As I mentioned in my last post, Junot Diaz was the darling of the Jaipur Literature Festival. Having been a huge fan, student, and proselytizer of his for the past 10 years, even since studying with him at VONA, it felt akin to the first time I saw people really grooving out to hip hop in India–meaning there was some kind of cultural translation that happened when Junot spoke about America that I somehow can’t convey. Anyway, Junot said a lot of important things about the practice of writing, the struggle of being an artist, communities of color in America and more, so I thought I’d geek out and share some of his words with you.

When pushed to talk about how his experience was extraordinary when taking into account his background, i.e., being from a disadvantaged community of color, Junot said:

Well, of course, but we’re talking about collectives, we’re talking about large groups of people. Look, the way the United States society is organized, you don’t have to be a Marxist to understand that the United States is not interested in the success of communities, it is interested in the success of individuals, it is interested in the success of individuals – and that’s what matters most. For me, I’m different, I’m interested in the success of communities. Don’t come to me and tell me, ‘Well,  shit is great because we elected a black president.’ I’m interested in what is happening at the African American community level. We might have elected a super special individual, but we don’t do much for communities. So, I think any of us who come out of communities who have exceptional luck or exceptional success, it speaks very little about the individual and speaks more to society who like to select a winner and codemn everybody else to some messed up crap. And I think sure, we work for it, we work really hard, blah blah blah, but when I was growing up there were plenty of kids who were far smarter than me, plenty of kids far harder working than me, but there wasn’t room. There is one space in the row boat and because your mom didn’t get sick that year or because the cops didn’t pick you up or because you didn’t get sick, or because some other craziness didn’t happen to you, you were the person who scrambled onto the boat at that time. And sure, you can give yourself a lot of credit for scrambling onto the boat, or you can say: ‘Yo, it’s kind of fucked up that there is only one seat up in here.’ ”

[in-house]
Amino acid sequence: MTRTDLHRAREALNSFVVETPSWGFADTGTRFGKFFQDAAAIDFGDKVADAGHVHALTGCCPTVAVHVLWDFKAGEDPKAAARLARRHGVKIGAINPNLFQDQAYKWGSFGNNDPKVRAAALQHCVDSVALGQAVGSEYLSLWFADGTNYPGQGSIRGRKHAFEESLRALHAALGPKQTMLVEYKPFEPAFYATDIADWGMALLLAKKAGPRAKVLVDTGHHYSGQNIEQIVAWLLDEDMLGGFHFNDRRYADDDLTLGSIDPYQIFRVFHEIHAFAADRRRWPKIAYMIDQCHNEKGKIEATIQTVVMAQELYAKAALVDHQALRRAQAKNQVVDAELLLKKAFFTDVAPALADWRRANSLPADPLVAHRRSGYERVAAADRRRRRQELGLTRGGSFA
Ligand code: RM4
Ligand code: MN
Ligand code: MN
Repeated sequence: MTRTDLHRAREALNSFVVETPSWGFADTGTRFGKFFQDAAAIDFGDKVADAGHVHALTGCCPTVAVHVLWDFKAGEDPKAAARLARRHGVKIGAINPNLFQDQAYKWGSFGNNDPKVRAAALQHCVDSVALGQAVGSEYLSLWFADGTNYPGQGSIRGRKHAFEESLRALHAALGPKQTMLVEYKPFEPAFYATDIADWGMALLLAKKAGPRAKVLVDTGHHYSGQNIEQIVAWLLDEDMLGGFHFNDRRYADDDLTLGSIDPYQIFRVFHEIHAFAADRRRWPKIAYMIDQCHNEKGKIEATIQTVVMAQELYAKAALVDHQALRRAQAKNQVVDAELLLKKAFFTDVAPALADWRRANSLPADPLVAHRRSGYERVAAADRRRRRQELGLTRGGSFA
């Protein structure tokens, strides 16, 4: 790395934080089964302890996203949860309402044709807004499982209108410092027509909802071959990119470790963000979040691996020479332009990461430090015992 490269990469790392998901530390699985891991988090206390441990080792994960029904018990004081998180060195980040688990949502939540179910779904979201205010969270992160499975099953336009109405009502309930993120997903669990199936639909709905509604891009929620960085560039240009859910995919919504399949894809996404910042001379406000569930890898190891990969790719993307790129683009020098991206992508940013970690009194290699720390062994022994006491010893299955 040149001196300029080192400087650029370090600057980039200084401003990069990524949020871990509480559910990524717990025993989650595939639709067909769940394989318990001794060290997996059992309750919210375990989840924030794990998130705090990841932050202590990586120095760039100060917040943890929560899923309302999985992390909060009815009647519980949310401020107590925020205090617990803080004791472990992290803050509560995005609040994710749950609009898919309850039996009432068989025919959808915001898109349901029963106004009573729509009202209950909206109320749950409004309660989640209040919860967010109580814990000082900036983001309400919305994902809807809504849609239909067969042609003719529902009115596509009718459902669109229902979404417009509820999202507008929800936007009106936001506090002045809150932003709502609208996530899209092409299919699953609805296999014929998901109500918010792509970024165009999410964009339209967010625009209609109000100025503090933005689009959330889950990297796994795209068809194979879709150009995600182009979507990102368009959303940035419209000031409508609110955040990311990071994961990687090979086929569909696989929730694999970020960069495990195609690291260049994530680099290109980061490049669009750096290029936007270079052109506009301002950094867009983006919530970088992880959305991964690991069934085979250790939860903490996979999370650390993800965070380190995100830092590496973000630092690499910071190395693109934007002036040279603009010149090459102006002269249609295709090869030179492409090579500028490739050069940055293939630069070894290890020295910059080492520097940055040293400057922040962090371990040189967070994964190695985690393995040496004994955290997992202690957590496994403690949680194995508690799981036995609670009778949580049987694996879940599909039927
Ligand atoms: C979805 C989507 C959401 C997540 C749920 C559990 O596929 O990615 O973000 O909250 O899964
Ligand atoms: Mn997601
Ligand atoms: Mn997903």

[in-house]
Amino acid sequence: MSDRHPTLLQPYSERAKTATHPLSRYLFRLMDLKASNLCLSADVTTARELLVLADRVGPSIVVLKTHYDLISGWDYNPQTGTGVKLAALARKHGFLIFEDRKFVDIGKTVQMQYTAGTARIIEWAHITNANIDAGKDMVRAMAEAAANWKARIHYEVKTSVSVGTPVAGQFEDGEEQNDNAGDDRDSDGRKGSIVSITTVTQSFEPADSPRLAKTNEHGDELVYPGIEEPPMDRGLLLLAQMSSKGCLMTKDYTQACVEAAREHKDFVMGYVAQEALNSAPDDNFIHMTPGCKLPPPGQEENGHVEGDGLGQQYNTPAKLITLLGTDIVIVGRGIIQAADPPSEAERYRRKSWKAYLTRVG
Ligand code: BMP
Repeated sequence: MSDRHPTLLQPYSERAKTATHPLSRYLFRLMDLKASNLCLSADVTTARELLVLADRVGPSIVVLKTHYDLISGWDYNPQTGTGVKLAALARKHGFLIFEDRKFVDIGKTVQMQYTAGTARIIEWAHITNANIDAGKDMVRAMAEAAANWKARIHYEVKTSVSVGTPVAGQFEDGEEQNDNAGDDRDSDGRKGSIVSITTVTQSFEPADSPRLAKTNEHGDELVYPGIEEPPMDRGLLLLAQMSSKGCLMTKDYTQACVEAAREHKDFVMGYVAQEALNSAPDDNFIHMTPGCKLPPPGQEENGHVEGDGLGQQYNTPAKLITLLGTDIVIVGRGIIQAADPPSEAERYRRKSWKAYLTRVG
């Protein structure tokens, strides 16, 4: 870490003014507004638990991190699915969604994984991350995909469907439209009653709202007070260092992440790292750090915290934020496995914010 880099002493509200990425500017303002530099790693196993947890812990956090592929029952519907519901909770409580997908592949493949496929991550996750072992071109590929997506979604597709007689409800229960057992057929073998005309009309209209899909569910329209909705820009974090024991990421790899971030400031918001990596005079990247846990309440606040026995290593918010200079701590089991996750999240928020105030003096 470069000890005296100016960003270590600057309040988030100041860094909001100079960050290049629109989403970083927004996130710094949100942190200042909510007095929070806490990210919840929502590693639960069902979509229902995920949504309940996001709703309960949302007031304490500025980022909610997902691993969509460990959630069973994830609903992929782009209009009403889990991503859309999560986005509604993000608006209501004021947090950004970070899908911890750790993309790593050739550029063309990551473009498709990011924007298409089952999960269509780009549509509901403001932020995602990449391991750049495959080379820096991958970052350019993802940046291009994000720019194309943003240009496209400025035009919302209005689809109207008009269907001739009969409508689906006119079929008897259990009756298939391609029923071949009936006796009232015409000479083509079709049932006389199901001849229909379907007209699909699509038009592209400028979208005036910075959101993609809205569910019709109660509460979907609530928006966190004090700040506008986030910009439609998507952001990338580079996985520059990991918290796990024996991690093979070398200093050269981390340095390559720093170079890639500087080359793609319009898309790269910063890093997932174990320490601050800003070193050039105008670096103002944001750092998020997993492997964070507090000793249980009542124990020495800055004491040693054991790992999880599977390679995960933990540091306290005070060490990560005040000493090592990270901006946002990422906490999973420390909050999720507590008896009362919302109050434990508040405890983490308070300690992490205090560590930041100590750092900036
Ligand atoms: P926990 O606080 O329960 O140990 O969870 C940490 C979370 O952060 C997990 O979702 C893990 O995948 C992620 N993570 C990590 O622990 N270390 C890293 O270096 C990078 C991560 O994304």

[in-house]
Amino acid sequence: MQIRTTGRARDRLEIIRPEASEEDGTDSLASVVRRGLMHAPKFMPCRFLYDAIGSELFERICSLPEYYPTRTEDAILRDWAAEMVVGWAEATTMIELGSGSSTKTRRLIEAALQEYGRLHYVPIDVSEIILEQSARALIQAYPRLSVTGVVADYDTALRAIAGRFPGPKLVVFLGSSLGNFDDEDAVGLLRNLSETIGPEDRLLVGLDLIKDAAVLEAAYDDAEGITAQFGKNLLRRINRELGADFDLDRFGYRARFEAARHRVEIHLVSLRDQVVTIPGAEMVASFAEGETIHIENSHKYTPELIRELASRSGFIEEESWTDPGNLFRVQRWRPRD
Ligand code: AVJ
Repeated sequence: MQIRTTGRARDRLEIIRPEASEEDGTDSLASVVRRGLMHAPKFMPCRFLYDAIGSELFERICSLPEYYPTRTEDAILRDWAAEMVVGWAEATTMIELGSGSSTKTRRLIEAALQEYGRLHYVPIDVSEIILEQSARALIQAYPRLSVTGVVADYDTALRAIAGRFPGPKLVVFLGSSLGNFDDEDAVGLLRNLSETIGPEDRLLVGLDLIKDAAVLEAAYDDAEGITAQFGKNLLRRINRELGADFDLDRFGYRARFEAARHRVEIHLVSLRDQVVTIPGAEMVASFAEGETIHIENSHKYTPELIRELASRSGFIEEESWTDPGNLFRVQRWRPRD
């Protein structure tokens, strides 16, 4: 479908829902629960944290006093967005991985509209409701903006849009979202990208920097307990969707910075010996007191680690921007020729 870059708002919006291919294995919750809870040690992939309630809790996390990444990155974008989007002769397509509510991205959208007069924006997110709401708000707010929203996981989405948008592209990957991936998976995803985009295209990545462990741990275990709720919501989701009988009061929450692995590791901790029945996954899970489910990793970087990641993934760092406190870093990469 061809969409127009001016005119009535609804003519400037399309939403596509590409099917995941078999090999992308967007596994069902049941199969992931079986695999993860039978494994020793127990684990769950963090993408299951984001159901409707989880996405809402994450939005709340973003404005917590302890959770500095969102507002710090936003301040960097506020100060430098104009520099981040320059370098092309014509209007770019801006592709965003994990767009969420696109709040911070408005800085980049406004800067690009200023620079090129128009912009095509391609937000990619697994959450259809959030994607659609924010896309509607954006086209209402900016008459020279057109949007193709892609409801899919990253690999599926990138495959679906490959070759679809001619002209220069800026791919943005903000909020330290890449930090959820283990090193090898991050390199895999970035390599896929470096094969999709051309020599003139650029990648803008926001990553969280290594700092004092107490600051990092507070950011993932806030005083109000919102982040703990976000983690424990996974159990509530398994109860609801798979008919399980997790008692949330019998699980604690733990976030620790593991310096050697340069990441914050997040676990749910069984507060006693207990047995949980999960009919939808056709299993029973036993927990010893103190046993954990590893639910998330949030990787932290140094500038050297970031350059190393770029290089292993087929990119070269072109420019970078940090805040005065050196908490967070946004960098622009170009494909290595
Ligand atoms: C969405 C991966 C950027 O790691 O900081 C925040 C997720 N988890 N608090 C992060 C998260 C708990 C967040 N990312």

Junot, on failure: